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#Featured: ImpactAlpha Original
One Planet: Macron mobilizes capital for climate action, with a French accent. President Emmanuel Macron of France is moving to fill the vacuum in climate action leadership left by President Trump — and to position France at the center of a global capital shift. Macron’s “One Planet” summit Tuesday will mark the second anniversary of the Paris climate accord, which went into effect last year and of which the U.S. is still a formal member, despite President Trump’s announced intention to withdraw. This week’s talks may be the most ambitious attempt yet to close the gap in funding for transitioning to renewable energy and modernizing infrastructure, as well as for helping countries adapt to unavoidable climate impacts.
Expected on Tuesday: News of a carbon trading market in China. New greenhouse gas limits for shipping. Financial commitments to help poor nations adapt to climate change. Further limits on coal use. Announcements from insurer AXA, software maker Microsoft and car giant Toyota. And, conference organizers hint, “surprise” announcements from the European Commission and the French government.
“We are in the process of aligning the entire financial system with low carbon, resilient development,” Patricia Espinosa, the UN’s top climate change official, said in a Monday keynote
Read, “One Planet: Macron mobilizes capital for climate action, with a French accent” by Eric J. Lyman, a Rome-based climate journalist reporting from Paris for ImpactAlpha.
#Dealflow: Follow the Money
Gary Community Investments leads affordable-housing initiative in Colorado. More than 250 community land trusts in the U.S. help low- and low-middle income families buy homes through use of a land-lease, in which the house is sold but the trust retains ownership of the land beneath it. Gary Community Investments, a venture philanthropy firm, joined Colorado Health Foundation, Northern Trust, and the Denver Foundation to create the Elevation Community Land Trust. The new Elevation trust has raised $24 million to buy and build 700 affordable units in the Denver metro area over the next five years, then expand across the state. The same group invested with Gary Community in Denver’s social impact bond for homelessness last year.
Nepalese business incubator introduces second investment fund. Impact investing is limited in Nepal. The International Finance Corporation, the World Bank and the Dolma Impact Fund, which is active in Nepal’s social entrepreneurship scene, are key players. Now, One to Watch plans to raise a $20 million fund to invest in local businesses. The fund is targeting 15 investments of $300,000 to $1 million. “We have identified a specific role for us in the (Nepal) market,” says Willem Grimminck, One to Watch’s director. “All the small- and medium- enterprises are either too risky for venture capital or too big for microfinance.” One to Watch’s $4 million first fund invested in startups in agriculture, healthcare, building, and skills development. Early backers for its second fund include Peter Tropper, the former chief investment officer for the IFC’s private equity group, and the Dutch Good Growth Fund.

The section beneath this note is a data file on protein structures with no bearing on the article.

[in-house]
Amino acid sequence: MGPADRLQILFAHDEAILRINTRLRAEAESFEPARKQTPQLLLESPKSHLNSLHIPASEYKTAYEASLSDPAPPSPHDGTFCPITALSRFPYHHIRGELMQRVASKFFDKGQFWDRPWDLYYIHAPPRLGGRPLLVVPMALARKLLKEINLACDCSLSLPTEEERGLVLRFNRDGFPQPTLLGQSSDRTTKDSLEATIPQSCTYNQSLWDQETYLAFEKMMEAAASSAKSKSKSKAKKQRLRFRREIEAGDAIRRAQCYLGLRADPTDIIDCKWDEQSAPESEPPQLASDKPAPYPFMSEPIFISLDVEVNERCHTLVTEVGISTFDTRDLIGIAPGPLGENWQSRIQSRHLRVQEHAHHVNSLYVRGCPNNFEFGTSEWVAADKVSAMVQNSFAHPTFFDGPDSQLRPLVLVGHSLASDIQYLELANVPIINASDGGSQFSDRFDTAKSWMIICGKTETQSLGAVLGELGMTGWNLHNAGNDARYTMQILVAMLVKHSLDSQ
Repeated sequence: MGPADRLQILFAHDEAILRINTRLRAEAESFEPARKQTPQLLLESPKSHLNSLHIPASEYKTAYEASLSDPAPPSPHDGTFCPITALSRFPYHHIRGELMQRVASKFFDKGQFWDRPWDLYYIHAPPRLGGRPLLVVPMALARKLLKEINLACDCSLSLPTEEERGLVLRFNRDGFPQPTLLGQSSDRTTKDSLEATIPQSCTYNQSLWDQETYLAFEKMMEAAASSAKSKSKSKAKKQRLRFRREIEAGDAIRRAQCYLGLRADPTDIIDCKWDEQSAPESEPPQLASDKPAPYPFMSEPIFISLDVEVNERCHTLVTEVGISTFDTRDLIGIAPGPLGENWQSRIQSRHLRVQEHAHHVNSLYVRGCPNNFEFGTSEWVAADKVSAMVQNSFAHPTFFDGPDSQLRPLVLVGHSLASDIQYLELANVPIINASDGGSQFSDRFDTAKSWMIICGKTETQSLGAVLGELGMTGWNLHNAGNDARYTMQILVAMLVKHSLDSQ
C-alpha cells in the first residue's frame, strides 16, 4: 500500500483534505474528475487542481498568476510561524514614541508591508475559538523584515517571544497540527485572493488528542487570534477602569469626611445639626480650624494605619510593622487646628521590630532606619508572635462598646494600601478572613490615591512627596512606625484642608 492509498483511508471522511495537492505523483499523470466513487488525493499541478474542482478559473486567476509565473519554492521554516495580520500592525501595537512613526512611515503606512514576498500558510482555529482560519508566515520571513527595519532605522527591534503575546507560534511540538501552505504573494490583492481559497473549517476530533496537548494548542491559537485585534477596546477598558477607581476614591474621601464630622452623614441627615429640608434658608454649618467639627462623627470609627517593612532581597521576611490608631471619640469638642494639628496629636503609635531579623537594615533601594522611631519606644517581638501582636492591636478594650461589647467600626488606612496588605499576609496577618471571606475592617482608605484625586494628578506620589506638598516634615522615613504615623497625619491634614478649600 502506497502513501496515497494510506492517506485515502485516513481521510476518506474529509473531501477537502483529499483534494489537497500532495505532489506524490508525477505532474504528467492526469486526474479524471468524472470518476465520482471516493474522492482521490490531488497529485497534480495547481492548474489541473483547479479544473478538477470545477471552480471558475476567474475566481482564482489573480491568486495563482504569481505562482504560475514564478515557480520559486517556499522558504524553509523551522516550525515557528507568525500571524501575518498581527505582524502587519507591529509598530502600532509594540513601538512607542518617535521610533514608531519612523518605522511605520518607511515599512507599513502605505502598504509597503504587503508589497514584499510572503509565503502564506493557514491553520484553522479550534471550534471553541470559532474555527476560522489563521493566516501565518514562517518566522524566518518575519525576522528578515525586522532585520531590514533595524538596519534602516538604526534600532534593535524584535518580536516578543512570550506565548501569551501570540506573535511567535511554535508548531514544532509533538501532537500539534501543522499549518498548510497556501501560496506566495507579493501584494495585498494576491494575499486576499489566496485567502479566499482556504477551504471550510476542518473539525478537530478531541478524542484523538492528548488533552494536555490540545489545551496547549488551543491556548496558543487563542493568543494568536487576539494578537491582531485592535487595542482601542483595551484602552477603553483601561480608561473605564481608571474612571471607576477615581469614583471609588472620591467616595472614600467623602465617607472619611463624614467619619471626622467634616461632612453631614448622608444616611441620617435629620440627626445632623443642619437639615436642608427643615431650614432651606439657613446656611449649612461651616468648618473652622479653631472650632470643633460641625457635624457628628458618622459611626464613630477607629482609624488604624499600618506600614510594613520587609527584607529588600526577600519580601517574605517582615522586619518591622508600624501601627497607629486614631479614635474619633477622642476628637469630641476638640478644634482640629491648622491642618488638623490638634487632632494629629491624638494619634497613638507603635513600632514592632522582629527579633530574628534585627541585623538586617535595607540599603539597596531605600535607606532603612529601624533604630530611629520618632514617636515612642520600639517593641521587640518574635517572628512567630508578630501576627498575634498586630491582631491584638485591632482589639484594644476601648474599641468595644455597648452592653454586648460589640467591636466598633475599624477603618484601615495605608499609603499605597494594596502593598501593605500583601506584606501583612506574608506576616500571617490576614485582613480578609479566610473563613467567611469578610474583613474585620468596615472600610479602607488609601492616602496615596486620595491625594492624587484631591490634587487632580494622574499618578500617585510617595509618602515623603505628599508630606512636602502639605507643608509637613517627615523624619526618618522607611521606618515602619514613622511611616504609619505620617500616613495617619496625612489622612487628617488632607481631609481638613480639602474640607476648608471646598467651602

TortgaAgTech raises $2.4 million for strawberry-picking robots. Grain harvesting is already mechanized, but delicate specialty crops like nuts, fruits, and vegetables are still mostly picked by hand, often under harsh and exploitative labor conditions. Working conditions in indoor farms are more stable and predictable than outdoor farms. That also makes them riper for automation, which can cut energy and water consumption. Now come robots that could cut labor costs in half. Denver-based TortgaAgTech is developing robotic produce pickers to harvest strawberries, lettuce and other crops from indoor farms. Its seed round is led by early-stage venture capital firm Root Ventures. Ag robots have a long row to hoe. The U.S. is the leading global producer of strawberries, which still are mostly grown outdoors.
#Signals: Ahead of the Curve
‘Virginia is for Entrepreneurs’ aims to streamline funding for local startups. “VA4E,” as it’s called, lets startups find and pitch potential investors using a single common application that can be viewed by the dozens of investors. Virginia Gov. Terry McAuliffe and Sen. Mark Warner launched the initiative to connect the state’s startup founders with investors seeking investment opportunities in the commonwealth. Warner said the new tool would help startups “evaluate their product fit and maturity, and connect them with venture and angel investors across the Commonwealth.” Warner tapped venture firm Village Capital and other champions of local entrepreneurship champions to build the platform, which adds Virginia to the roster of states and cities, including Chicago, Philadelphia, Seattle, Cincinnati, Oakland, San Francisco, Washington D.C., that are testing new ways to finance local entrepreneurship. Ross Baird, Village Capital’s founder and CEO, says the key to success is whether such efforts can overcome investor bias and deliver capital to founders currently overlooked in the marketplace. If so, he says, “we can realize impact and alpha!”
Read, “‘Virginia is for Entrepreneurs’ launches to streamline funding for local startups,” by Dennis Price on ImpactAlpha.
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